Free the Bears: Volunteering as a Bear Keeper in Cambodia

Whenever I travel to a new country, I like to spend a day doing volunteer work with animals.  Not only does it help support them, but it also gives me the chance to meet rare species and learn more about the culture of the country I’m visiting.  In Thailand I signed up for a program at the Elephant Sanctuary, and I just recently visited the Cleland Wildlife Park in Australia.  While I was researching animal programs in Cambodia, the Free the Bears volunteer program really caught my eye.  In this program, you will become a bear keeper for the day and get the chance to meet some extremely fascinating Cambodian Sun and Moon Bears!

About Free the Bears

Free the Bears was founded in order to help bears that had been neglected throughout Asia in “coffin-size” cages and milked for their bile, which could be used as an ingredient in medicine.  Fortunately this cruel practice is becoming illegal, but many bears are still being held in captivity.  This program helps educate volunteers on what we can do to save them, and also gives its participants to safely interact with them.  In addition to Cambodia, there are also other locations in Laos and Vietnam.  The Cambodian location is within Phnom Tamao Wildlife Rescue Centre, and free transportation is included when you sign up for the program.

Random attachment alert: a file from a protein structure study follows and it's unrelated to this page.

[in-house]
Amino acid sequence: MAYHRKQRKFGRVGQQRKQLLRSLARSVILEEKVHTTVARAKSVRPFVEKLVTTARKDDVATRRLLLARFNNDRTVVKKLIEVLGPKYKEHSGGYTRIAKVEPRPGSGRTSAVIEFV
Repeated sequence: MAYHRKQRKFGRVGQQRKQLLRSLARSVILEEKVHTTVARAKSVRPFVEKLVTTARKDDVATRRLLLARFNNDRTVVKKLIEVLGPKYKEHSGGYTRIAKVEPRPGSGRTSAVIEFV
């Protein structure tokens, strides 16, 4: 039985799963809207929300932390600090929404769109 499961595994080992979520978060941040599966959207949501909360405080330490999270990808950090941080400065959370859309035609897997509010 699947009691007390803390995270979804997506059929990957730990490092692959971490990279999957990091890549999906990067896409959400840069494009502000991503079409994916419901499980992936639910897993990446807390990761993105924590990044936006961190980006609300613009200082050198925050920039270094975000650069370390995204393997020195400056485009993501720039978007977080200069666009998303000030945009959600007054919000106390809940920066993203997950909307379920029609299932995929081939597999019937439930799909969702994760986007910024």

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Several Moon Bears feast on a nutritious lunch of vegetables and honey.

Itinerary

When I accepted to the program, I was sent the following itinerary via email:

09.30 to 10.00 – Arrive at the centre and have introduction and welcome.
10.00 to 11.00 – Guided tour around the bear sanctuary and introduction to the bears.
11.00 to 12.00 – Preparing bear enrichment.
12.00 to 13.00 – Lunch.
13.00 to 15.00 – Tour of other animals at the centre.
15.00 to 15.30 – Helping keepers put out enrichment, feeding bears etc.
15.30/16.00 – Leave centre and return to Phnom Penh by approximately 5.00pm.

Being a Bear Keeper for a Day

My day began with a cheerful tour around the wildlife center.  I lucked out because I was the only person on the tour and that gave me the chance to ask a lot of questions.  All of the staff was very friendly and spoke English.  I got the chance to meet several of the bears and they all seemed well-treated and happy.  Unfortunately you are not able to pet the bears, as their claws can be quite sharp, but you can get pretty close to them and take pictures with them.

After I met all of the bears, we started preparing meals for them.  I chopped up some vegetables and stuffed them in bamboo and plastic balls.  After the meal prep, I was guided to a fence where I could toss the food balls over to them, and pass them the bamboo sticks through the fence.